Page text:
In another time, it would have been FDNY firefighter William Tolley saluting a lost colleague. Last night in Bethpage, his FDNY brethren did it for him, just five days after he lost his life fighting a fire in Queens.
“We have, even in this terrible weather, a tremendous outpouring for our lost member Billy Tolley,” FDNY Commissioner Daniel A. Nigro said inside a funeral home for the 14-year veteran firefighter’s wake.
“Billy meant a lot to this house and this department. . . . He was part of our ceremonial unit. He’d be standing out here in the rain. Unfortunately we are here for him today.”
Outside, a steady downpour dampened hundreds of mourners as they rushed to line up in a tent to get into the Fredrick J. Chapey & Sons Funeral Home on Hicksville Road.
Tolley, 42, of Bethpage, fell five stories from the roof of a Ridgewood apartment building to his death Thursday while fighting a minor fire sparked, FDNY officials said, by burning incense left unattended. His death remains under investigation, but authorities believe Tolley fell after being jolted from a raised fire truck bucket before he could put on a safety harness.
Inside the funeral home, Tolley’s wife, Marie, shook mourners’ hands as his daughter, Isabella, 8, sat on a stool, next to a chair with a teddy bear and balloon.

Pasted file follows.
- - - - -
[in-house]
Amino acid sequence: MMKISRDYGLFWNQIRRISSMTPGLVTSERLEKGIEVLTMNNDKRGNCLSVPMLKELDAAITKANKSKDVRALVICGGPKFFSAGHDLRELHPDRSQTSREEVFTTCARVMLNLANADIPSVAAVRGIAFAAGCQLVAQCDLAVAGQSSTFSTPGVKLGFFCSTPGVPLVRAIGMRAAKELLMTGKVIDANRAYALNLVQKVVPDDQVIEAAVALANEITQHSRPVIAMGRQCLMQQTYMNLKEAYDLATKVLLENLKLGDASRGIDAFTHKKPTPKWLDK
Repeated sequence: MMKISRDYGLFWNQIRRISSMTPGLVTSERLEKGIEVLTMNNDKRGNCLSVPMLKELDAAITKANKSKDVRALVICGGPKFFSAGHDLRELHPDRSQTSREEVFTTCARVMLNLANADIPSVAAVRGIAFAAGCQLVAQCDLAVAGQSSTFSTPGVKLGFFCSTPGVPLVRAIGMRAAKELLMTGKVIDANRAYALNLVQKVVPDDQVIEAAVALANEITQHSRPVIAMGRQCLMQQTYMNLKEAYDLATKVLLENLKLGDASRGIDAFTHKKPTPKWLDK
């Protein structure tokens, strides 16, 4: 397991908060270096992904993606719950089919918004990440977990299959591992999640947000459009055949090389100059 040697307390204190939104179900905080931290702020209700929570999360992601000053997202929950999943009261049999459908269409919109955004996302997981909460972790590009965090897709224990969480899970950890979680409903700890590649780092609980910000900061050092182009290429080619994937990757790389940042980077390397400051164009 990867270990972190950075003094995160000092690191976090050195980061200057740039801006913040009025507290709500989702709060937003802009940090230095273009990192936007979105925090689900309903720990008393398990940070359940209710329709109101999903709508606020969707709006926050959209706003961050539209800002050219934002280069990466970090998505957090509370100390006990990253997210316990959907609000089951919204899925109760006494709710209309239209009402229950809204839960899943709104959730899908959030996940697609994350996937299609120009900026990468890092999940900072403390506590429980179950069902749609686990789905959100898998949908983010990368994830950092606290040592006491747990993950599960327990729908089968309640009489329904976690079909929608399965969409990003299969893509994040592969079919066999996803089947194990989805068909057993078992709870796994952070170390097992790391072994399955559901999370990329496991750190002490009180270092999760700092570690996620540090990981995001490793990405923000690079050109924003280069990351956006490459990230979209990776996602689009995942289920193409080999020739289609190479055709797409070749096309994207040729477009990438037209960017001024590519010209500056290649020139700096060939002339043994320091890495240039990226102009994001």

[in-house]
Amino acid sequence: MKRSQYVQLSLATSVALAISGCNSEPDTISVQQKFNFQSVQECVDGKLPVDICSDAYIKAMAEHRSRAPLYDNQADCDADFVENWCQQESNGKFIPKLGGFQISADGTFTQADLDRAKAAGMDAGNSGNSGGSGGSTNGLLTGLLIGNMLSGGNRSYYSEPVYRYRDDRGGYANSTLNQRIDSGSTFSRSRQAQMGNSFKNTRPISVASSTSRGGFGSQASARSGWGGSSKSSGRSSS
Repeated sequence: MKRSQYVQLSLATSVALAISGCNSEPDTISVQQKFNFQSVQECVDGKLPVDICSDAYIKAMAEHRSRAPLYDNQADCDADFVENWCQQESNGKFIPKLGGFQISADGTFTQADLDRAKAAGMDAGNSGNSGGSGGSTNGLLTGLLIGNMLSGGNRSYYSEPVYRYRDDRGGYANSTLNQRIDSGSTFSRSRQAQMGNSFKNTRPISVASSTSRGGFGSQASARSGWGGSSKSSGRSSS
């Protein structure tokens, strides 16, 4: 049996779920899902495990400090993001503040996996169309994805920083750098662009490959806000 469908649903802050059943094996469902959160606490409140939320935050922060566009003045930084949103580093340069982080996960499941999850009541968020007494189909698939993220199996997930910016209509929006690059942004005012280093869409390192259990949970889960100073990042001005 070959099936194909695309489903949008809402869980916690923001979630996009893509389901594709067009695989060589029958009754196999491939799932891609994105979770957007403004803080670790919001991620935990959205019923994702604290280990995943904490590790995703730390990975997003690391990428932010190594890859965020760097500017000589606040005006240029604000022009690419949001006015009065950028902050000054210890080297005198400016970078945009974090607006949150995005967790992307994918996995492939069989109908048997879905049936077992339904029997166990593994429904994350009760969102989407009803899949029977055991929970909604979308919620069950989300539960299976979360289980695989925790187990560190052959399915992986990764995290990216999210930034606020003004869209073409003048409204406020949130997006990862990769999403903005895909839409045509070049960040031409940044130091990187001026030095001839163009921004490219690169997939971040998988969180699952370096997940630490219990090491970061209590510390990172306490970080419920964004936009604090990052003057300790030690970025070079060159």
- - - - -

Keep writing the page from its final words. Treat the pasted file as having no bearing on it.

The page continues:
In the room where Tolley’s body lay in a coffin, photographs of moments from his life flashed before the mourners.
Several pictures highlighted his love for his daughter, affectionately known as Bella. In one image, father and daughter hold a sign that says “First day of pre-K.” Others showed Tolley on vacation, barbecuing or playing drums in his heavy metal band, Internal Bleeding, which he co-founded more than 20 years ago.
“We are finding out he meant a lot to more than just his family,” Nigro said last night.
He said Tolley had volunteered for the Make A Wish Foundation and Wounded Warriors.
For a few hours yesterday, Bethpage was like an FDNY outpost. Firefighters hugged. They cried. They shook hands and laughed, too, because they were in a profession where sometimes it takes a death for the living to reunite.
But it was also a place where Tolley’s friends celebrated the musician side of him, one that was almost as strong as his firefighter passion, those who knew him said.
Yonkers musicians Kelly Izquierdo and Ron Kachnic had known him for years because they played and hung out in the same circles. They remembered the way he drummed, the way he did “his own thing” musically — immune to trends — and how he adored his daughter.
Said Izquierdo, “He died too young.”
The wake continues today from 2 to 4 p.m. and 7 to 9 p.m. at Chapey & Sons Funeral Home.
A funeral Mass will be celebrated at 11 a.m. tomorrow at St. Martin of Tours Church in Bethpage.